• You're building a social network and want to keep person A from seeing person B's profile unless the two of them are friends

And so on, and so on. It's very hard to write any kind of interesting software without making use of conditionals and boolean logic.

So let's talk about how to write conditional logic in JavaScript. To do so, we'll make use of booleans (true and false), along with if statements and switch statements.

An if statement looks something like this:

var instructor = "Elie";

// we begin with an "if" statement followed by a condition in () and a block of code inside of {}
if(instructor === "Elie") {
    console.log("Yes!");
} else {
    console.log("No");
}

Notice that we used a === instead of =. Anytime that we use more than one equals operator (we can either use == or ===) we are doing what is called comparison (comparing values). When we use a single equals operator =, we are doing what is called assignment (setting a variable equal to some value).

This first example might appear a little strange, because the condition inside of the if statement (instructor === "Elie") will always return true! Here's another example for you to consider. Run this code a couple of times and try to get both messages to log to the console based on what you enter into the prompt:

var favoriteFood = prompt("What's your favorite food?");

if(favoriteFood === "pizza") {
    console.log("Woah! My favorite food is pizza too!");
} else {
    console.log("That's cool. My favorite food is pizza.");
}

(If you're having trouble getting the first message to log, it may help to know that strings are case-sensitive: "pizza" and "PIZZA" are different strings.)

Now, what's the difference between == and ===, you ask? Great question! We'll get to that down below. For now, though, it might be helpful to play around with these operators in the Chrome console, and see if you can come up with a guess as to how these operators behave differently.

var number = 55;

// we begin with an "if" statement followed by a condition in () and a block of code inside of {}
if(number == "55") {
    console.log("Yes!");
} else {
    console.log("No");
}

Difference between == and ===

In JavaScript we have two different operators for comparison: the double and triple equals. Both operators check whether the two things being compared have the same value, but there's one important difference. == allows for type coercion of the values, while === does not. So to understand the difference between these operators, we first need to understand what is meant by type coercion.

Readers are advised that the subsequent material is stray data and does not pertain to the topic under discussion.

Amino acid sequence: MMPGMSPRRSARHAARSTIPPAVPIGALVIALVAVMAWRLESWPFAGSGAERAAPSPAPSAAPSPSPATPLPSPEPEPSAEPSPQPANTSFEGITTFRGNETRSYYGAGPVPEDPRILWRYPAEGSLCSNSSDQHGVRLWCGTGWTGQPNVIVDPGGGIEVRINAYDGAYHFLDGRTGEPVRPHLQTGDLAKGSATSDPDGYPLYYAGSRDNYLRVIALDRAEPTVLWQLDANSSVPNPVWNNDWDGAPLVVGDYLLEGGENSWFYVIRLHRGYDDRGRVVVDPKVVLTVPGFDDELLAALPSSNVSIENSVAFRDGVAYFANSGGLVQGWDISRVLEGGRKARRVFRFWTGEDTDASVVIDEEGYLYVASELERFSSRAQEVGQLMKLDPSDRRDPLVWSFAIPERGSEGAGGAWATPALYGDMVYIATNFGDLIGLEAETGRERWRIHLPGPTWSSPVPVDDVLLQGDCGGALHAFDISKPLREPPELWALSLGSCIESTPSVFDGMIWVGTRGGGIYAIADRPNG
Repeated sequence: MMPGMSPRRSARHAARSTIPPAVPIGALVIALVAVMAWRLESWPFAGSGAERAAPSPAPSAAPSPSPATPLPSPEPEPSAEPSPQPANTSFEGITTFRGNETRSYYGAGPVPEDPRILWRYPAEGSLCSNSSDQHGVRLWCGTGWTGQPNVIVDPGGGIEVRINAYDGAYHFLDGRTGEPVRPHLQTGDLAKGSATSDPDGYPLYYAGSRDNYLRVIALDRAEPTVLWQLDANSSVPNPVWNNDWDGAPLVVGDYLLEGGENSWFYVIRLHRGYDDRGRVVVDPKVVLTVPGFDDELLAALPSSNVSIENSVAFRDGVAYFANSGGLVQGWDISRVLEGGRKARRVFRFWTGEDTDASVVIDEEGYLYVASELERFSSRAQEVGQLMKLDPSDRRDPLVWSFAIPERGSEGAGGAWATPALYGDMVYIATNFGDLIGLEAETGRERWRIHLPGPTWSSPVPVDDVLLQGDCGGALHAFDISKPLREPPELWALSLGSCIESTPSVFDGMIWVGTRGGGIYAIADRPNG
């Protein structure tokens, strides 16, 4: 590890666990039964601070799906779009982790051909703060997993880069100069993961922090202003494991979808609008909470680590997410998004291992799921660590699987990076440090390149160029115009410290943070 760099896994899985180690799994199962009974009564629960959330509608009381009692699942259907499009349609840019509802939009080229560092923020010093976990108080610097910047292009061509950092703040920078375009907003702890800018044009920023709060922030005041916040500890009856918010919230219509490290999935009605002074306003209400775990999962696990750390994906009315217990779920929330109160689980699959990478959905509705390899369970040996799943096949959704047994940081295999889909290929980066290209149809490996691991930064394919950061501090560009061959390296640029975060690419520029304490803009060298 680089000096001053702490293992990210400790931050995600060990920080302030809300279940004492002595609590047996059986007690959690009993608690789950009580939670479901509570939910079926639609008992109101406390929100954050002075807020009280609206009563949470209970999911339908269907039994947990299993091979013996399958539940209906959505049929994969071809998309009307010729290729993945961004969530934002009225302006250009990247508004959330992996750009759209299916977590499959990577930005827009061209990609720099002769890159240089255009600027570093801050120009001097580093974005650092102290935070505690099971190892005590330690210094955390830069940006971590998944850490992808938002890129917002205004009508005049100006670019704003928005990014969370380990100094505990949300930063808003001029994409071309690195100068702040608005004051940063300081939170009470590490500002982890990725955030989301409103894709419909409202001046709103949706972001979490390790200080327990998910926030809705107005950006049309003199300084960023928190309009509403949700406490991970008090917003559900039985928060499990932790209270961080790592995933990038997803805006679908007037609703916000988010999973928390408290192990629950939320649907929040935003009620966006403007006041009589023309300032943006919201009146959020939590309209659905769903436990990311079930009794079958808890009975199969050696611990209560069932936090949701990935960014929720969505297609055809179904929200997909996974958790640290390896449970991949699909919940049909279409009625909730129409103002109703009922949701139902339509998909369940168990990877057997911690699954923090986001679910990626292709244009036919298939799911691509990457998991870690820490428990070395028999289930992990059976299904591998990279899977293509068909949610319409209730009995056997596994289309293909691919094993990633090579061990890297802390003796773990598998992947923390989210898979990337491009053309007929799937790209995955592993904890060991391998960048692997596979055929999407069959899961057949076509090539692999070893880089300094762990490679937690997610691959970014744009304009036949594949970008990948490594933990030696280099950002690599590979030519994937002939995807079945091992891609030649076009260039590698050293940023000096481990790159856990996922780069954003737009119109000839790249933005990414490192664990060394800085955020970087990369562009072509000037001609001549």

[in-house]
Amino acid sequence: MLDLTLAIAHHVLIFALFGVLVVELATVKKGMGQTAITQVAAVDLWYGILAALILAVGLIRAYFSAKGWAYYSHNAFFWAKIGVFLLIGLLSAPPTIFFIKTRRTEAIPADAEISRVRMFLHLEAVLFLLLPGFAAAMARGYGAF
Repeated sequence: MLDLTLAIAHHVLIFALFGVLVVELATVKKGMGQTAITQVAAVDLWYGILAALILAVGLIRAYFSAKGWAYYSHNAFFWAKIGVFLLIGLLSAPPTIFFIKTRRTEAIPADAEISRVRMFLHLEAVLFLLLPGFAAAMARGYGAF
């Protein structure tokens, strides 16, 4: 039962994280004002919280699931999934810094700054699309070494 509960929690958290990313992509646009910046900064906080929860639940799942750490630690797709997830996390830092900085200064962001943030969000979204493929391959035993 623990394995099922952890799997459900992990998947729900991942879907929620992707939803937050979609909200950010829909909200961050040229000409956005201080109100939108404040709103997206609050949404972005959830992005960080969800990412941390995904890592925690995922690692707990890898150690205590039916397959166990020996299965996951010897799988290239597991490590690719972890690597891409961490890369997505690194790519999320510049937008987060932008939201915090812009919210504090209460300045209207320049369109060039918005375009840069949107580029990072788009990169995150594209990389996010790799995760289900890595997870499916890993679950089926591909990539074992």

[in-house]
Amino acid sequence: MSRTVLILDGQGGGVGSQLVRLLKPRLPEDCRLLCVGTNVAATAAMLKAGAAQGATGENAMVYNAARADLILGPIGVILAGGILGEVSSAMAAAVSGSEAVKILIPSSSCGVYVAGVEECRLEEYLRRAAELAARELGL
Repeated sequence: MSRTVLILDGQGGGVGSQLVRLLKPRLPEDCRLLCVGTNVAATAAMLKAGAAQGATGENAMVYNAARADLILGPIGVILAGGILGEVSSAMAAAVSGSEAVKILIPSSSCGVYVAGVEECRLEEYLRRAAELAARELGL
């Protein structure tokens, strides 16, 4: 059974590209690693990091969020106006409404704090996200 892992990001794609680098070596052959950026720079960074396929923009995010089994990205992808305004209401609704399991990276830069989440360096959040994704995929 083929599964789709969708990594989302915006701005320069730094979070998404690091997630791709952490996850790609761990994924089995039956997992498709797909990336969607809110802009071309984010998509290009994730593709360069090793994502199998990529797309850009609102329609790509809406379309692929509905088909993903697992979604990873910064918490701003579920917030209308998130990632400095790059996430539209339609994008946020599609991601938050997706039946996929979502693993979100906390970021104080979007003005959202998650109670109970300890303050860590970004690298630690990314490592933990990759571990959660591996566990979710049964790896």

Consider the following examples:

// 1.
5 + "hi"; // "5hi"

// 2.
if ("foo") {
  console.log("this will show up!");
}

// 3.
if (null) {
  console.log("this won't show up!");
}

// 4.
+"304"; // 304

Let's figure out what's happening in each of these examples. In the first one, you've asked JavaScript to add a number and a string. In a lot of programming languages, this would throw an error, but JavaScript is more accomodating! It evaluates the expression 5 + "hi" by first coercing 5 into a string, and then interpreting the "+" operator as string concatenation. So it combines the string "5" with the string "hi" into the string "5hi".

The next two examples show a similar sort of coercion. JavaScript expects the values inside of parentheses that come after the keyword if to be booleans. If you pass in a value which is not a boolean, JavaScript will coerce the value to a boolean according to the rules for truthy/falsey values defined below. Since "foo" is not a falsey value, it will be coerced to true, which is why the second example logs something to the console. null, however, is a falsey value, so it gets coerced to false and nothing shows up in the third example.

The last example shows a very common way to coerce a stringified number back into a number. By prefacing the string with the plus sign, JavaScript will perform a coercion on the value and convert it from a string value to a number value.

In essence, then, coercion is just the process of converting a value from one type to another. JavaScript uses coercion pretty liberally among programming languages, so if you don't understand how coercion in JavaScript works, it can be easy to introduce bugs into your code.

But what does all of this have to do with == and ===? Let's look at some examples:

5 == "5"; // true
5 === "5"; // false
"true" === true; // false
"true" == true; // false
true == 1; // true
true === 1; // false
undefined === null; // false
undefined == null; // true